Each referral center from Albania, Algeria, Bosnia Herzegovina, Croatia, Egypt, France, Greece, Italy - Messina and Naples - Malta, Montenegro, Morocco, Slovenia, Spain, Tunisia and Turkey provided a list of 50 unselected consecutive CD cases diagnosed in the center by the best locally available methodologies. Using a standardized form, the clinical and laboratory data leading to the diagnosis were collected for each case. The methods used in each center for the serum assay of tTG were recorded, together with their local normal values. We reviewed the pathology procedure used to evaluate small intestinal biopsy specimens and recorded the methods used to evaluate the HLA haplotype. EMA assay was available in 8/16 centers: due to the subjectivity of the method, we could not obtain a standardized comparable set of results.
According to the WGO diagnostic protocol, tTG are an acceptable proxy of the EMA antibodies, especially in countries with limited resources (“The EMA test requires expert observers, and ELISA tests for detecting tTG antibodies should therefore be recommended in settings with low expertise”). For these reasons, in the analysis, we did not considered the few available EMA values.
Based on the facilities and tests available in each center, for each case we estimated the probability of being diagnosed with CD by the new ESPGHAN diagnostic criteria alone, without small intestinal biopsy. For each case we summed up the number of diagnostic criteria met (clinical symptoms, tTG above 10 folds the upper limit of normal and specific HLA). The sum of the criteria determined the final diagnostic score, which thus ranged from 1 to 3. To reduce large tables, countries were often aggregated within their geographical region (Europe, Balkans, North Africa).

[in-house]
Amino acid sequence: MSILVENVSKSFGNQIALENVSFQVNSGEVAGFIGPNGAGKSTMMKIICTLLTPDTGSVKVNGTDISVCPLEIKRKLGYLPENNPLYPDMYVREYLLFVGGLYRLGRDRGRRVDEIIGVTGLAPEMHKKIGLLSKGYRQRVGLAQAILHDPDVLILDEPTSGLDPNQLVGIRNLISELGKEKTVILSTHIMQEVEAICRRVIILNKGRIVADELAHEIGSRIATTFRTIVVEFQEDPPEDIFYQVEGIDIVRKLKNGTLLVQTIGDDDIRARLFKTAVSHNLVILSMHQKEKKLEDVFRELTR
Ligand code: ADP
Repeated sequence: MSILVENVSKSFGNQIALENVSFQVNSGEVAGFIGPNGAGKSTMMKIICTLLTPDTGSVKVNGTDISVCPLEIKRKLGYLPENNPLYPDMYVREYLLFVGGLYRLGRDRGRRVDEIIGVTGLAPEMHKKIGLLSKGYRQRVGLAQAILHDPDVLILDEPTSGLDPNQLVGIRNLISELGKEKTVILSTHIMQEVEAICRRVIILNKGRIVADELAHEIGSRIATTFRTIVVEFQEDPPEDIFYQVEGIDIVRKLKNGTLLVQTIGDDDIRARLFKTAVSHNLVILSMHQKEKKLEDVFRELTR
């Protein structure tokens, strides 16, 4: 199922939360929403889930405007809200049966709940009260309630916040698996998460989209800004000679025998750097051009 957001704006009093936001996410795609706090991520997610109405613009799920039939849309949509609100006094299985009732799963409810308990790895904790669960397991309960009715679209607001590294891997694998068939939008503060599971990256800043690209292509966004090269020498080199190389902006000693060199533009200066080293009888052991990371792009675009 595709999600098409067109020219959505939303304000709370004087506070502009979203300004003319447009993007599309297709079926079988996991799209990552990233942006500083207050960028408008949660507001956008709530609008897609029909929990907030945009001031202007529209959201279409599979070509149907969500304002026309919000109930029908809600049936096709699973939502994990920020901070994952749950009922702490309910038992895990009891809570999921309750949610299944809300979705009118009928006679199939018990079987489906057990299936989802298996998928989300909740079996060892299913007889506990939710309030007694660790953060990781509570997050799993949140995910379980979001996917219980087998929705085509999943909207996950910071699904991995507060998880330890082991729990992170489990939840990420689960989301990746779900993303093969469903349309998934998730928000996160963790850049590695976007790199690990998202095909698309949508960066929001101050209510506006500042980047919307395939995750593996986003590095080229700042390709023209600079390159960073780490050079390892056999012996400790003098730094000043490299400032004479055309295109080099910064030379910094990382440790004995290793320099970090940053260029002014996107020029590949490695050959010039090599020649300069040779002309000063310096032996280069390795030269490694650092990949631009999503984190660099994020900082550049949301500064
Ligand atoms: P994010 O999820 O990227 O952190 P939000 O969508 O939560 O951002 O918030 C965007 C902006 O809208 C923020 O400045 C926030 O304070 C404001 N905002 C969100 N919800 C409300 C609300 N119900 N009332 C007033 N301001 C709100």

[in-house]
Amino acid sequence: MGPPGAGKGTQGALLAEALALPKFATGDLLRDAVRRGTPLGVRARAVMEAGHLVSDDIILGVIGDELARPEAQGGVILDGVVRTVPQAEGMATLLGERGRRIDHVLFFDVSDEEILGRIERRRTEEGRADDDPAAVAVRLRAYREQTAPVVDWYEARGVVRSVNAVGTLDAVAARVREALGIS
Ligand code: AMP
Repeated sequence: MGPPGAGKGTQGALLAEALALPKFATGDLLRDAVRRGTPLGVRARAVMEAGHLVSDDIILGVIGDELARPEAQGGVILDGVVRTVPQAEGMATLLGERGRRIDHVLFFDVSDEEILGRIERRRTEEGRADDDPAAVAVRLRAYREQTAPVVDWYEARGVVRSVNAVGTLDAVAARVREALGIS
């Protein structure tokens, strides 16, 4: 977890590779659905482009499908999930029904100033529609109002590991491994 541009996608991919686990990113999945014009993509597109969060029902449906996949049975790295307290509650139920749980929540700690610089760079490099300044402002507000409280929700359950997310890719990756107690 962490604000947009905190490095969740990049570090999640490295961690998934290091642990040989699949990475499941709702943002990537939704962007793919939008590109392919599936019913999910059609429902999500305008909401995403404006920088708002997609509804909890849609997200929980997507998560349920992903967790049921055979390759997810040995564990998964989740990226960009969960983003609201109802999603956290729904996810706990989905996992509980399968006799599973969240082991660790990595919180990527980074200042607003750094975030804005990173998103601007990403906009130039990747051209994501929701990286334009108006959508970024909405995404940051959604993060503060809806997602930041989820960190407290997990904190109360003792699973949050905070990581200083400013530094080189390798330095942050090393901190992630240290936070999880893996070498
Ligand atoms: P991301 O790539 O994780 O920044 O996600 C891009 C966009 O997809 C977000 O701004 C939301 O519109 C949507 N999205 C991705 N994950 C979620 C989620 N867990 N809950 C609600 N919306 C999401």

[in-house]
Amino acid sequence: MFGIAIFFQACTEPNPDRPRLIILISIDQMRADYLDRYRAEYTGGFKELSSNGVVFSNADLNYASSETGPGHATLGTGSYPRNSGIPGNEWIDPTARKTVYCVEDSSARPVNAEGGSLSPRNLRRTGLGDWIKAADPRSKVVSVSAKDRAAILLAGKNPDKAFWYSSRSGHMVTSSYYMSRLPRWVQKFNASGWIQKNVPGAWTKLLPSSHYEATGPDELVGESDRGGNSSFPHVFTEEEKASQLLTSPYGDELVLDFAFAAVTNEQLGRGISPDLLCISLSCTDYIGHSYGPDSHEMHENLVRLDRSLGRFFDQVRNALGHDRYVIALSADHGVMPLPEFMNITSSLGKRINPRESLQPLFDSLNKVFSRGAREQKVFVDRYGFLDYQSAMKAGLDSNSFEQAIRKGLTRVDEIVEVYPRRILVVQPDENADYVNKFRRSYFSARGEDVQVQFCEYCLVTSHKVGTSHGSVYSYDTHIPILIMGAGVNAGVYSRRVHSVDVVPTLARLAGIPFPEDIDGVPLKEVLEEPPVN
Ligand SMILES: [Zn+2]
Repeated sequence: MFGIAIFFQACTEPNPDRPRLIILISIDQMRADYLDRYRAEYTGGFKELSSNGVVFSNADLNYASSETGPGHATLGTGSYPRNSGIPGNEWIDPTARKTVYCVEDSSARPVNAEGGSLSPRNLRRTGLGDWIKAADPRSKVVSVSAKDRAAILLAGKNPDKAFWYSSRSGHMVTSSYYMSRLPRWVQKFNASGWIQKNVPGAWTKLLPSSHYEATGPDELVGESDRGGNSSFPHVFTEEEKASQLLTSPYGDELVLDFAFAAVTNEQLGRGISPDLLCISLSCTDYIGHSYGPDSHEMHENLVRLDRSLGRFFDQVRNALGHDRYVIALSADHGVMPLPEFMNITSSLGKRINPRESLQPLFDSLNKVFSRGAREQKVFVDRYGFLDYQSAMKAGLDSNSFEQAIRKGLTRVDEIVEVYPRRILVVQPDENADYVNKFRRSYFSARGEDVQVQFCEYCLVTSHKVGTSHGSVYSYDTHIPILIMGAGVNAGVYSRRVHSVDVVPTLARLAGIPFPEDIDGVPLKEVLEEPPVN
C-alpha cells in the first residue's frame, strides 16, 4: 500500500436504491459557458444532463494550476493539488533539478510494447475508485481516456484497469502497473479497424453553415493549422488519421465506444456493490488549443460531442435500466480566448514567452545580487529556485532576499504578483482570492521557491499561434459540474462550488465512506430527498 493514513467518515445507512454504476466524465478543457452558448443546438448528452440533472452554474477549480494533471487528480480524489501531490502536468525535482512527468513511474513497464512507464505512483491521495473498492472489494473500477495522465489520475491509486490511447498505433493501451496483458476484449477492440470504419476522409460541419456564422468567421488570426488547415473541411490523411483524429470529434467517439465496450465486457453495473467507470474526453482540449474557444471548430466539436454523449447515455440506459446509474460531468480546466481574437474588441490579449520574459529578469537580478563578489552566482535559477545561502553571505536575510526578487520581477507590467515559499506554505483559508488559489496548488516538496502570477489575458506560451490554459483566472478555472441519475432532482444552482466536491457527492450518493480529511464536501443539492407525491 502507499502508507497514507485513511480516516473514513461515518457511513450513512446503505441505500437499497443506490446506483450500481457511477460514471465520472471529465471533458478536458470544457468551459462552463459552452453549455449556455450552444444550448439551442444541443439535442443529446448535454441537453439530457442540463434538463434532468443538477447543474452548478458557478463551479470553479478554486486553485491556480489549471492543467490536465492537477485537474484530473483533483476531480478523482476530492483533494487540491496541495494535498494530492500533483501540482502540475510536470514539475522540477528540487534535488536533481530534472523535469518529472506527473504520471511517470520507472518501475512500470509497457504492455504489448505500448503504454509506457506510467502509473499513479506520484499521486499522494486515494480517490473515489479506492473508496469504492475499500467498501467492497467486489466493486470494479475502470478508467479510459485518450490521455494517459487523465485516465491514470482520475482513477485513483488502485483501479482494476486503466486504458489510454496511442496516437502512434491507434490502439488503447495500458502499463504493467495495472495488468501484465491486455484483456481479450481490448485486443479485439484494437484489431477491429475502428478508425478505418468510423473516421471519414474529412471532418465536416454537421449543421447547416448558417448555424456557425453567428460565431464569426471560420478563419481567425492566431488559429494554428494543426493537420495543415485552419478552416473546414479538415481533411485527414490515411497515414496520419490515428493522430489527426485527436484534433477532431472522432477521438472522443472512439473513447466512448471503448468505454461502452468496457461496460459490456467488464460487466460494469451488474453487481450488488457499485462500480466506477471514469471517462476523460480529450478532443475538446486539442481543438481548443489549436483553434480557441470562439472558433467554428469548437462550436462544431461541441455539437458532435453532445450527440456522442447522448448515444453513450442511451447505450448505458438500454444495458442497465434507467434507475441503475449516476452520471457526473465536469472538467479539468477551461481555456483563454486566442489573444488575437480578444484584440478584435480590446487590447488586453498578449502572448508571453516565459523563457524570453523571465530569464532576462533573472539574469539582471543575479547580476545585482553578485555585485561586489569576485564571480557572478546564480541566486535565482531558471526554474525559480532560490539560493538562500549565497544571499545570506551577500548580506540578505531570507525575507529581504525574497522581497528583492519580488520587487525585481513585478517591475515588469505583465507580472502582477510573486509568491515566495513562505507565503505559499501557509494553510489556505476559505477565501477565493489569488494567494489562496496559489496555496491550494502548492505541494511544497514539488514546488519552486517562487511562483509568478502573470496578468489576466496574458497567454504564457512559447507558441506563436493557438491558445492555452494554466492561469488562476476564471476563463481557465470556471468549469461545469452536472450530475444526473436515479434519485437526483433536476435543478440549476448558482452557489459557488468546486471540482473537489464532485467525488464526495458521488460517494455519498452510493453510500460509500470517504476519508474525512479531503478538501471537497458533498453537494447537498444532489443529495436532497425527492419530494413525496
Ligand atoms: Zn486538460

Data analysis was performed using the SPSS 16 software package (SPSS Inc., Chicago, IL, USA). Variables were log transformed when required because of their not normal distribution. Student’s t test and ANOVA were used to compare group means; non parametric tests were used when appropriate; p values <0.05 were considered significant.
Institutional review boards at each collection site approved the study in each country (Albania, Algeria, Bosnia Herzegovina, Croatia, Egypt, France, Greece, Italy, Malta, Montenegro, Morocco, Slovenia, Spain, Tunisia and Turkey) (Additional file 1).
A total of 800 forms were expected by the 16 CD referral centers of the Mediterranean Basin, 50 each, but 51 (6.3%) forms were excluded by the local centers because of missing data, thus 749 (93.7%) CD cases were included in the analysis.
Frequencies of symptoms in the three macro-areas
Presenting symptoms by ages
tTG data were available for 748 cases. The cutoff values of normality in the various countries ranged between 7 and 20 UI/ml, and we normalized the reported raw values for the corresponding threshold of the center. The distribution of tTG values in times the normal local values shows that 252 (36.6%) patients had values 10 times the normal or more and a considerable number, 103 (13.7%), of CD cases were diagnosed by a tTG level not greater than twice the upper limit of the local normal values.
706/749 (94.2%) CD patients underwent a duodenal biopsy. A biopsy report was not provided for 27/43 cases (62.8%) in Albania, for 8/42 cases (19%) in Bosnia Herzegovina, and for 4/36 cases (11.1%) in Egypt. Mild mucosal lesions (T0-T2) were found in 158 patients (22.4%), while 56 (7.9%) patients had partial atrophy (T3a), 492 (69.6%) patients had more severe atrophy (T3b and T3c).
HLA typing was reported for all cases from Greece, Naples, Slovenia and Spain, in 14/42 of cases from Bosnia Herzegovina (33.3%), in 13/50 from Croatia (26%), 16/50 from Messina (Sicily) (22%) and 34/50 from Turkey (68%). HLA results were missing in countries of North Africa (Algeria, Morocco, Tunisia and Egypt), Albania and Montenegro. In conclusion, 368/749 CD cases were genotyped for HLA (49.1%). Of these 285 (77.4%) carry the DQ2 heterodimer, 76 (20%) the DQ8 heterodimer, whereas 7 (1.9%) do not carry either of these molecules.
When could the biopsy be omitted?
Presence of the ESPGHAN diagnostic criteria in the 749 patients